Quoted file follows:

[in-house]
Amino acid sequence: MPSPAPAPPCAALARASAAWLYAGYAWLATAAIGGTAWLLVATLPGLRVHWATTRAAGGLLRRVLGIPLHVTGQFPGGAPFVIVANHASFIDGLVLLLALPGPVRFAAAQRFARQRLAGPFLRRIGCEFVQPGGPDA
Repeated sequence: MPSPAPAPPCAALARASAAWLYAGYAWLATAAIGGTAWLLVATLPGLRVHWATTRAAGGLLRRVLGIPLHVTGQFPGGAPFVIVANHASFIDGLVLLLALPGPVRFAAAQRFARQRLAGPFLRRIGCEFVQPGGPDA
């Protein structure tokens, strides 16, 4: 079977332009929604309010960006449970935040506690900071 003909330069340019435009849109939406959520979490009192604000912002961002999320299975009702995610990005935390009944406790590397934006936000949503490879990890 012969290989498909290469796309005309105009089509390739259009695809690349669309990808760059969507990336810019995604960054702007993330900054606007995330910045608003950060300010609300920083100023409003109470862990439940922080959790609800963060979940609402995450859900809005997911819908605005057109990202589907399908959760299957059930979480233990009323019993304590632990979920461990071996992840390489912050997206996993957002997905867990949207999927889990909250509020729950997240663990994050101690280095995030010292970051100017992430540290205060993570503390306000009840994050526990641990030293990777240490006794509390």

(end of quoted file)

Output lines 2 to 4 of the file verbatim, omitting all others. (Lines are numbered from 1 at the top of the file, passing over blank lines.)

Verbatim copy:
Amino acid sequence: MPSPAPAPPCAALARASAAWLYAGYAWLATAAIGGTAWLLVATLPGLRVHWATTRAAGGLLRRVLGIPLHVTGQFPGGAPFVIVANHASFIDGLVLLLALPGPVRFAAAQRFARQRLAGPFLRRIGCEFVQPGGPDA
Repeated sequence: MPSPAPAPPCAALARASAAWLYAGYAWLATAAIGGTAWLLVATLPGLRVHWATTRAAGGLLRRVLGIPLHVTGQFPGGAPFVIVANHASFIDGLVLLLALPGPVRFAAAQRFARQRLAGPFLRRIGCEFVQPGGPDA
């Protein structure tokens, strides 16, 4: 079977332009929604309010960006449970935040506690900071 003909330069340019435009849109939406959520979490009192604000912002961002999320299975009702995610990005935390009944406790590397934006936000949503490879990890 012969290989498909290469796309005309105009089509390739259009695809690349669309990808760059969507990336810019995604960054702007993330900054606007995330910045608003950060300010609300920083100023409003109470862990439940922080959790609800963060979940609402995450859900809005997911819908605005057109990202589907399908959760299957059930979480233990009323019993304590632990979920461990071996992840390489912050997206996993957002997905867990949207999927889990909250509020729950997240663990994050101690280095995030010292970051100017992430540290205060993570503390306000009840994050526990641990030293990777240490006794509390």